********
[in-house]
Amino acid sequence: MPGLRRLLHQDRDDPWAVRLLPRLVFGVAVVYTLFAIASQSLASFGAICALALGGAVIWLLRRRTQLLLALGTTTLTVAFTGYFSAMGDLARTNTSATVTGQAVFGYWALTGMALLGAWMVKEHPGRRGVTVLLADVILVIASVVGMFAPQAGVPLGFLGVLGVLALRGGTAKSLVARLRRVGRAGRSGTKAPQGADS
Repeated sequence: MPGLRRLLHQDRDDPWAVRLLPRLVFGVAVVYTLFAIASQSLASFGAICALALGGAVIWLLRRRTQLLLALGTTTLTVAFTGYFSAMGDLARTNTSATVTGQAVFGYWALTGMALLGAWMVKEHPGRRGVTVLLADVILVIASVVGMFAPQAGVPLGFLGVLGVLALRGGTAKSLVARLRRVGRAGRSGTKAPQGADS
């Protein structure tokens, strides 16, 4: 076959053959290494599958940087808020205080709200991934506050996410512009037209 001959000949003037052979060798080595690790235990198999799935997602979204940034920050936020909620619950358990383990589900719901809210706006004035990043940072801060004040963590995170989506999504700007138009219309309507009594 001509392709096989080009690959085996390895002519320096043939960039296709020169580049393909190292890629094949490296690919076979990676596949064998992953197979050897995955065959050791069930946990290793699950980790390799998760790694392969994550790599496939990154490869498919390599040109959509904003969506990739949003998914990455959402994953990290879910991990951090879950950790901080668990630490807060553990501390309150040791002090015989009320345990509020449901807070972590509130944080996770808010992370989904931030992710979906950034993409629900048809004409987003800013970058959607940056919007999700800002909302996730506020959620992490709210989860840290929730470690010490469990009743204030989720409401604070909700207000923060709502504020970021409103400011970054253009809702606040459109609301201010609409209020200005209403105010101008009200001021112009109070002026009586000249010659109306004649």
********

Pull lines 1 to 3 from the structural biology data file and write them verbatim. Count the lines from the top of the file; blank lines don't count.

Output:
[in-house]
Amino acid sequence: MPGLRRLLHQDRDDPWAVRLLPRLVFGVAVVYTLFAIASQSLASFGAICALALGGAVIWLLRRRTQLLLALGTTTLTVAFTGYFSAMGDLARTNTSATVTGQAVFGYWALTGMALLGAWMVKEHPGRRGVTVLLADVILVIASVVGMFAPQAGVPLGFLGVLGVLALRGGTAKSLVARLRRVGRAGRSGTKAPQGADS
Repeated sequence: MPGLRRLLHQDRDDPWAVRLLPRLVFGVAVVYTLFAIASQSLASFGAICALALGGAVIWLLRRRTQLLLALGTTTLTVAFTGYFSAMGDLARTNTSATVTGQAVFGYWALTGMALLGAWMVKEHPGRRGVTVLLADVILVIASVVGMFAPQAGVPLGFLGVLGVLALRGGTAKSLVARLRRVGRAGRSGTKAPQGADS